Dendritic spine shape analysis: a clustering perspective
Ghani, Muhammad Usman and Erdil, Ertunç and Demir Kanık, Sümeyra Ümmühan and Argunşah, Ali Özgür and Hobbiss, Anna Felicity and Israely, Inbal and Ünay, Devrim and Taşdizen, Tolga and Çetin, Müjdat (2016) Dendritic spine shape analysis: a clustering perspective. In: 14th European Conference on Computer Vision (ECCV 2016), Amsterdam, The Netherlands
Official URL: http://dx.doi.org/10.1007/978-3-319-46604-0_19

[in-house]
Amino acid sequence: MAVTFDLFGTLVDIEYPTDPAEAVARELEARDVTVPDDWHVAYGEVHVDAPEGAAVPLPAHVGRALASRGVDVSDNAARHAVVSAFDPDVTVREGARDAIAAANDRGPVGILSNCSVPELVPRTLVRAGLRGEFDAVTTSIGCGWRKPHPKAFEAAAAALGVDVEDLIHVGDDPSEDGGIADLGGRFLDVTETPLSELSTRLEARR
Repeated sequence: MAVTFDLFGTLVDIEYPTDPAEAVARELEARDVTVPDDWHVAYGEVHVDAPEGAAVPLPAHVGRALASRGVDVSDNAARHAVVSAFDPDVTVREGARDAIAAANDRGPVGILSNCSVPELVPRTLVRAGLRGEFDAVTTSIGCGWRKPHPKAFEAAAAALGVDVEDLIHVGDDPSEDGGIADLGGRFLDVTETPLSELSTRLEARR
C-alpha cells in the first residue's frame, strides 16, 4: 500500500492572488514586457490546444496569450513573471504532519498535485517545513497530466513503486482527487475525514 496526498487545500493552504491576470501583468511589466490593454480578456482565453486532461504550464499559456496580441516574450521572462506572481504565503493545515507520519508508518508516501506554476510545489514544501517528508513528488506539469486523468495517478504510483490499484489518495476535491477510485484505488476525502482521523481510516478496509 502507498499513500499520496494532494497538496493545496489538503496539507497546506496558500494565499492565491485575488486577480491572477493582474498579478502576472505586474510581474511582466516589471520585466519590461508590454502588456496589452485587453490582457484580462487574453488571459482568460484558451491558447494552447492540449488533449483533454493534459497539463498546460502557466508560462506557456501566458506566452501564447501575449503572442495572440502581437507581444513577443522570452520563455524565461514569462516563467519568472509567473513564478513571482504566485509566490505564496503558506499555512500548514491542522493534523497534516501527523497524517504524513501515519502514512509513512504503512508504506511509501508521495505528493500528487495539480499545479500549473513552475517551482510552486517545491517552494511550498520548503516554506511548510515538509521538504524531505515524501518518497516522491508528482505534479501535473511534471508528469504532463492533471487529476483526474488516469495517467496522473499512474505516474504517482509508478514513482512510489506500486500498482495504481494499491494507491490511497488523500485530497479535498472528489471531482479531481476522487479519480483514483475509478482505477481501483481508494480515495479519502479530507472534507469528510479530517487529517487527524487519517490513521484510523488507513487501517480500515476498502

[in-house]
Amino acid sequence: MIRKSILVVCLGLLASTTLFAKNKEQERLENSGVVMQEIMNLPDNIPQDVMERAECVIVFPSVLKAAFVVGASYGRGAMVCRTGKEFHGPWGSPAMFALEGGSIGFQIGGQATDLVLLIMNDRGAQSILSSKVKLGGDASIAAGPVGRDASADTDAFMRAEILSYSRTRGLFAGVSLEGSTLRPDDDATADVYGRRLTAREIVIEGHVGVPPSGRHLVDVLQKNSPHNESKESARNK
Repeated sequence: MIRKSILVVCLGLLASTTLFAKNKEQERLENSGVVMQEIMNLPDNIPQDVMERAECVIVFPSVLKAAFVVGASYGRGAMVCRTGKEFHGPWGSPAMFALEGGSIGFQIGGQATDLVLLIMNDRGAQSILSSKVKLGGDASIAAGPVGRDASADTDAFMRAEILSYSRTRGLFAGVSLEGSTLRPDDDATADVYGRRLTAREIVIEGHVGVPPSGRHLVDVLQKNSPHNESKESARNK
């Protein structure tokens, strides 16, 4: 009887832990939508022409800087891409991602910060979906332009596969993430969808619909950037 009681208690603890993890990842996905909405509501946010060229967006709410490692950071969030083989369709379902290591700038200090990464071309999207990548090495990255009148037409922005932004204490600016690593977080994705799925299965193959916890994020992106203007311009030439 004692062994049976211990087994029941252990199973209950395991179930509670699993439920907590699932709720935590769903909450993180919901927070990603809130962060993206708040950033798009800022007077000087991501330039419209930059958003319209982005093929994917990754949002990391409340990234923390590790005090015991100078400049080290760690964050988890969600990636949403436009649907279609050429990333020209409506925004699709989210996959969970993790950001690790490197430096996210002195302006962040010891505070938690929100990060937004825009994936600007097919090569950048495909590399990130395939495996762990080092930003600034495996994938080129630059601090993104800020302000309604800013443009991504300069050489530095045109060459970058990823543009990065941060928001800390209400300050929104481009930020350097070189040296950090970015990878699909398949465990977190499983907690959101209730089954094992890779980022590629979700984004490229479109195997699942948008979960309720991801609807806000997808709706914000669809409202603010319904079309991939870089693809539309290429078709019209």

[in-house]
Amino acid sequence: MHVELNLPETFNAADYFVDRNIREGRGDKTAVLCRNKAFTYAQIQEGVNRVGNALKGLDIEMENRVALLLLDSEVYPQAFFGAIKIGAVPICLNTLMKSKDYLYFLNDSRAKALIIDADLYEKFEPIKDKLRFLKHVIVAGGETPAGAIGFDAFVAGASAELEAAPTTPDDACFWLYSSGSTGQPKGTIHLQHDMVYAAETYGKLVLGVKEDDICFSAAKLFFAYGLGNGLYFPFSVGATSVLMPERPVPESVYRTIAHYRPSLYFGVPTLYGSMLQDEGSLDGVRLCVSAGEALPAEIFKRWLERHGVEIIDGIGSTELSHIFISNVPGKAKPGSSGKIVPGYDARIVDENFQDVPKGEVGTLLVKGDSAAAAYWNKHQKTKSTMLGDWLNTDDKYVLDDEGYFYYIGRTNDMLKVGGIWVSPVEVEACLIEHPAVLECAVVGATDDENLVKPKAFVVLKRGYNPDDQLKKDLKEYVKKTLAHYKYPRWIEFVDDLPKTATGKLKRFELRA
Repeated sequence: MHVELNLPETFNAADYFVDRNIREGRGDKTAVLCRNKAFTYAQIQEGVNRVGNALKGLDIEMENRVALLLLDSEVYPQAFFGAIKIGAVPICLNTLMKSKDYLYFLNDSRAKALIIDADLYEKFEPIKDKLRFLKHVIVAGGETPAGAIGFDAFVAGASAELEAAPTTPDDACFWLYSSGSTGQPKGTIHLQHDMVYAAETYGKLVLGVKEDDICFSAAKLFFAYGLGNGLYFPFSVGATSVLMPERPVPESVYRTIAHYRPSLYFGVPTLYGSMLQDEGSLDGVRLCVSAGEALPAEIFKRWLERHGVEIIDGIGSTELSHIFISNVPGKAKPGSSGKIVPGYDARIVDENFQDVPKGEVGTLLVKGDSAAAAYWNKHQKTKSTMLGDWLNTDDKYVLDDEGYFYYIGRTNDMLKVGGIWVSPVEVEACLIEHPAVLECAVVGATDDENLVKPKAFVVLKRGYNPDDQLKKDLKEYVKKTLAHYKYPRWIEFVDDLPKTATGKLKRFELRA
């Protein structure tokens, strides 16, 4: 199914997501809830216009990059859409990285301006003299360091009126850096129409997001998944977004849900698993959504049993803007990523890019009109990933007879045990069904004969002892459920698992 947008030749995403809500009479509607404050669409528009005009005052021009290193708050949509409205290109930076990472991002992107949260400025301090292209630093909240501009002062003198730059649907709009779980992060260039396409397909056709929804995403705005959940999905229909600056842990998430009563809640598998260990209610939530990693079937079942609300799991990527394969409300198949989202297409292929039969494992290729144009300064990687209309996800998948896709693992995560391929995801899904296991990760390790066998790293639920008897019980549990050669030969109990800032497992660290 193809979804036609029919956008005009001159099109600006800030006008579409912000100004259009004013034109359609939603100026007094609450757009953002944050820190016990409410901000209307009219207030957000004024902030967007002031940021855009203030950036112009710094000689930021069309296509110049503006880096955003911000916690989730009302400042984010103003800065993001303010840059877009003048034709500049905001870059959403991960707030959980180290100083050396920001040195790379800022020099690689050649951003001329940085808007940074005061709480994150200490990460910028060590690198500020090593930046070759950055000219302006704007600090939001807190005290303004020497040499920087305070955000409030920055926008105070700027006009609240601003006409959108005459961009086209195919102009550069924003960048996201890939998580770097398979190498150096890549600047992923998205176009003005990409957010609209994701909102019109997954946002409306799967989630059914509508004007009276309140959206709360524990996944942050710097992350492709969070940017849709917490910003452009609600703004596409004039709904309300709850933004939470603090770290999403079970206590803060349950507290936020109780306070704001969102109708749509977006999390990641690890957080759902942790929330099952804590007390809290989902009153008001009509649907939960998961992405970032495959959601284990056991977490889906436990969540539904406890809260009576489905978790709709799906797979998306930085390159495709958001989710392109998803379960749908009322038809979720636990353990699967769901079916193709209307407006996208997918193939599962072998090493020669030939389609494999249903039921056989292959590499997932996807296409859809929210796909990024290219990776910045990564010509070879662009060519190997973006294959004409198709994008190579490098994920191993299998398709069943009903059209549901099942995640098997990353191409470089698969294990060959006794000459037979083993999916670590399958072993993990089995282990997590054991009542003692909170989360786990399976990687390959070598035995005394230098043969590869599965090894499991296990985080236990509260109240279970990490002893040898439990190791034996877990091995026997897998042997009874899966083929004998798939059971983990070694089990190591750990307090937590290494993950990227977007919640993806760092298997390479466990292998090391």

Functional properties of neurons are strongly coupled with their morphology. Changes in neuronal activity alter morphological characteristics of dendritic spines. First step towards understanding the structure-function relationship is to group spines into main spine classes reported in the literature. Shape analysis of dendritic spines can help neuroscientists understand the underlying relationships. Due to unavailability of reliable automated tools, this analysis is currently performed manually which is a time-intensive and subjective task. Several studies on spine shape classification have been reported in the literature, however, there is an on-going debate on whether distinct spine shape classes exist or whether spines should be modeled through a continuum of shape variations. Another challenge is the subjectivity and bias that is introduced due to the supervised nature of classification approaches. In this paper, we aim to address these issues by presenting a clustering perspective. In this context, clustering may serve both confirmation of known patterns and discovery of new ones. We perform cluster analysis on two-photon microscopic images of spines using morphological, shape, and appearance based features and gain insights into the spine shape analysis problem. We use histogram of oriented gradients (HOG), disjunctive normal shape models (DNSM), morphological features, and intensity profile based features for cluster analysis. We use x-means to perform cluster analysis that selects the number of clusters automatically using the Bayesian information criterion (BIC). For all features, this analysis produces 4 clusters and we observe the formation of at least one cluster consisting of spines which are difficult to be assigned to a known class. This observation supports the argument of intermediate shape types.
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